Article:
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Charleston Church Shooting Suspect Will Represent Himself In Death Penalty Trial

Officers with the Department of Homeland Security patrol outside the federal courthouse in Charleston, S.C., on Nov. 7.

Dylann Roof, who is accused of murdering nine black parishioners in the basement of a church in Charleston, S.C., will represent himself during his federal trial.

U.S. District Judge Richard Gergel granted Roof's motion on Monday to act as his own counsel. Roof faces 33 federal hate crimes counts, among other charges, and the government is seeking the death penalty. He has pleaded not guilty.

Roof, who is 22, underwent a competency assessment this month after his attorney raised questions about his mental state.

On Friday, the judge ruled Roof competent to stand trial, as The Two-Way reported. In that decision, Gergel said the defendant must understand the proceedings and have the capacity to consult with his lawyers, which he concluded Roof was capable of doing.

Alexandra Olgin of South Carolina Public Radio reported from inside the courtroom that the judge asked Roof "a series of questions to ensure he understood what he was doing" and that "Roof gave one-word answers to all those questions and assured the judge the decision was voluntary."

"I continue to believe it is strategically unwise, but it is a decision you have the right to make," the judge said to Roof, according to the Charleston Post and Courier.

After the judge granted Roof's motion, Roof moved into the chair reserved for the lead defense counsel, "still in a gray and white prison jumpsuit," Olgin reported. The attorney appointed to represent Roof, David Bruck, remained by Roof's side.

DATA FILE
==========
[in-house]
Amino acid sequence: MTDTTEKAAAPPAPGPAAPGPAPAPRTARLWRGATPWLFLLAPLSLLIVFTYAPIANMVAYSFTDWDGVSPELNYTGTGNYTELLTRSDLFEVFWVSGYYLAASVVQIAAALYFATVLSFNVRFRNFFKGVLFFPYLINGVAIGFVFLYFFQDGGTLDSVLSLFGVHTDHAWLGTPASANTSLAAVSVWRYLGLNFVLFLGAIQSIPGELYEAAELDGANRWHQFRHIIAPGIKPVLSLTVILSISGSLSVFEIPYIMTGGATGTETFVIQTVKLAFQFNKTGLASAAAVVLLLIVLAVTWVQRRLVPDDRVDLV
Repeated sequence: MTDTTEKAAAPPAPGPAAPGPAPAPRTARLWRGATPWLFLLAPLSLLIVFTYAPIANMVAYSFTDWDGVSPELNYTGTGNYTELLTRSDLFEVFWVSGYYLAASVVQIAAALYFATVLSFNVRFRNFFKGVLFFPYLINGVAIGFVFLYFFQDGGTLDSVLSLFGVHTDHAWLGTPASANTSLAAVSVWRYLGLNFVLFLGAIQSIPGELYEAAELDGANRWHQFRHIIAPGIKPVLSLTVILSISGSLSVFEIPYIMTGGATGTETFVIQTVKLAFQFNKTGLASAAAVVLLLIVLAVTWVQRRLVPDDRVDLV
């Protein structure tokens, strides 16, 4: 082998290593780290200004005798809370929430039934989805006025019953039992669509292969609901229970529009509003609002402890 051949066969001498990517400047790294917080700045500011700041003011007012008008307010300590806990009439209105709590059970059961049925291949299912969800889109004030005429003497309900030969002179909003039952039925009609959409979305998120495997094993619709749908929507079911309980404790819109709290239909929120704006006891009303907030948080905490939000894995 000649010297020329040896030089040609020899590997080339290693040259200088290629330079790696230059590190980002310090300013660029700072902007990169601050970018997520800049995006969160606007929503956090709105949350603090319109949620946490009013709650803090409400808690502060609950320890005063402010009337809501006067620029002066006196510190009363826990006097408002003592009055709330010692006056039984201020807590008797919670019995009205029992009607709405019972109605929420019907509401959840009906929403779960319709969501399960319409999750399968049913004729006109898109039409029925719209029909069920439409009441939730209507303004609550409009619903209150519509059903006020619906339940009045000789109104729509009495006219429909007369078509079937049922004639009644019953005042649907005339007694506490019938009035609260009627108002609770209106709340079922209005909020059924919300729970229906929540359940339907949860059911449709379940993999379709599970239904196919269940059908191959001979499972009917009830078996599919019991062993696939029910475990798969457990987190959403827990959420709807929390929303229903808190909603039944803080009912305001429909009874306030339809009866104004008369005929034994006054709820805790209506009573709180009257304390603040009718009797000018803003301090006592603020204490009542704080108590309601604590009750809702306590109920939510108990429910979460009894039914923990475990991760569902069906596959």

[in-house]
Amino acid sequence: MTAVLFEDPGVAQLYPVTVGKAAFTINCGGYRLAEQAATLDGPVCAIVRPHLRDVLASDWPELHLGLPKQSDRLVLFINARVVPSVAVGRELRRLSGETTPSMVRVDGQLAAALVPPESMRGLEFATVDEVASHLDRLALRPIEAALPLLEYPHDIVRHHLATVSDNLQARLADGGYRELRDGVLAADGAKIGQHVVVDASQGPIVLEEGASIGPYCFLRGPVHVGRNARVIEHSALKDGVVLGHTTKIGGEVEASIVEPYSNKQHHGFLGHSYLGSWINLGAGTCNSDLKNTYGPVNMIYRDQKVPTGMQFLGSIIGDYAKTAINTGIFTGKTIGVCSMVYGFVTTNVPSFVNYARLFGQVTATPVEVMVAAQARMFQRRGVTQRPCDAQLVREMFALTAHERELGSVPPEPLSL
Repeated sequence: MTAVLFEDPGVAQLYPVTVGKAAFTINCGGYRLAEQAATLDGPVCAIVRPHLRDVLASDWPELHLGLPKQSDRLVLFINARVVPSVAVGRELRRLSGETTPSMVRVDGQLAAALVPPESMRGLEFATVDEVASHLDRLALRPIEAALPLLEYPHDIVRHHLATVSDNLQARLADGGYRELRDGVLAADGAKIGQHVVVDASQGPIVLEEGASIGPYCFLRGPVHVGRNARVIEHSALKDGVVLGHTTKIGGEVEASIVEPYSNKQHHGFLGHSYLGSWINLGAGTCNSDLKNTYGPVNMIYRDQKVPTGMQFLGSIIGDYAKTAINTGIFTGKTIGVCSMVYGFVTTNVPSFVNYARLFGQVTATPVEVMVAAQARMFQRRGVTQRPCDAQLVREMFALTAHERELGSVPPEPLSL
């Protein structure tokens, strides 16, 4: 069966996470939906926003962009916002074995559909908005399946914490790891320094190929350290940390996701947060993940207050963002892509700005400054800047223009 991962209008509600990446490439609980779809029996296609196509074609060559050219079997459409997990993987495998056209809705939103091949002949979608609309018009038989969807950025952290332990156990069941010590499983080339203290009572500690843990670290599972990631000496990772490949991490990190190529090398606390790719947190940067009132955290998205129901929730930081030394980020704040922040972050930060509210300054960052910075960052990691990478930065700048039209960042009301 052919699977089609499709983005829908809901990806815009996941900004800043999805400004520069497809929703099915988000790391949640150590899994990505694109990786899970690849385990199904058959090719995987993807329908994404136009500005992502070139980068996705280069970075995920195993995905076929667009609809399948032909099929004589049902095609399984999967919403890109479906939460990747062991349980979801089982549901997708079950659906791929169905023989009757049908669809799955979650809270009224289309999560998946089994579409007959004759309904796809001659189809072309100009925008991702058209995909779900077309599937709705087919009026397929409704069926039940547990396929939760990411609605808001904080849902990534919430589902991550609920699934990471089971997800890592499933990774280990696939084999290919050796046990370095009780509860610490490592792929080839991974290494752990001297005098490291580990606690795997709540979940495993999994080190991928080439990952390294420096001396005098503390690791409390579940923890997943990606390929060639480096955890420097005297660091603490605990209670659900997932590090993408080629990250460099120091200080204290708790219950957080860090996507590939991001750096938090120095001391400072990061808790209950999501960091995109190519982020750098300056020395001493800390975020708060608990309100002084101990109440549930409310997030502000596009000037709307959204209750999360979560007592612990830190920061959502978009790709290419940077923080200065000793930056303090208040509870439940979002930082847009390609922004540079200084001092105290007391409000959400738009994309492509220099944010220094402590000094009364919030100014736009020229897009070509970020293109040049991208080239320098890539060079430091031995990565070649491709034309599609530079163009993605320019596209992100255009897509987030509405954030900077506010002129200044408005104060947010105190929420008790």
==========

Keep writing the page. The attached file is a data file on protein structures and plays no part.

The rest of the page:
Bruck has decades of experience in capital trials, most recently as part of the defense team for one of the men sentenced to death for his involvement in bombing the 2013 Boston Marathon.

The final phase of jury selection begins Monday. Roof and attorneys for the prosecution will both be allowed to question potential jurors.

The federal hate crimes charges were brought after the Justice Department concluded the murders were racially motivated.

As The Two-Way has reported:

"The federal hate-crime charges against Roof 'center on both the victims' race and their identity as churchgoers who were attempting to follow their religious beliefs when Roof attacked.' At the time, [Attorney General Loretta Lynch] called hate crimes 'the original domestic terrorism.'

"Roof also faces federal weapons charges.

"The Justice Department says he selected the [Emanuel African Methodist Episcopal Church] and his victims to win notoriety and to try to ignite a race war."

Roof appeared to have set up a website that included a "manifesto-like diatribe against non-whites," as we have reported.

Roof is also facing separate murder charges brought by the state of South Carolina. That trial is scheduled to begin in January.

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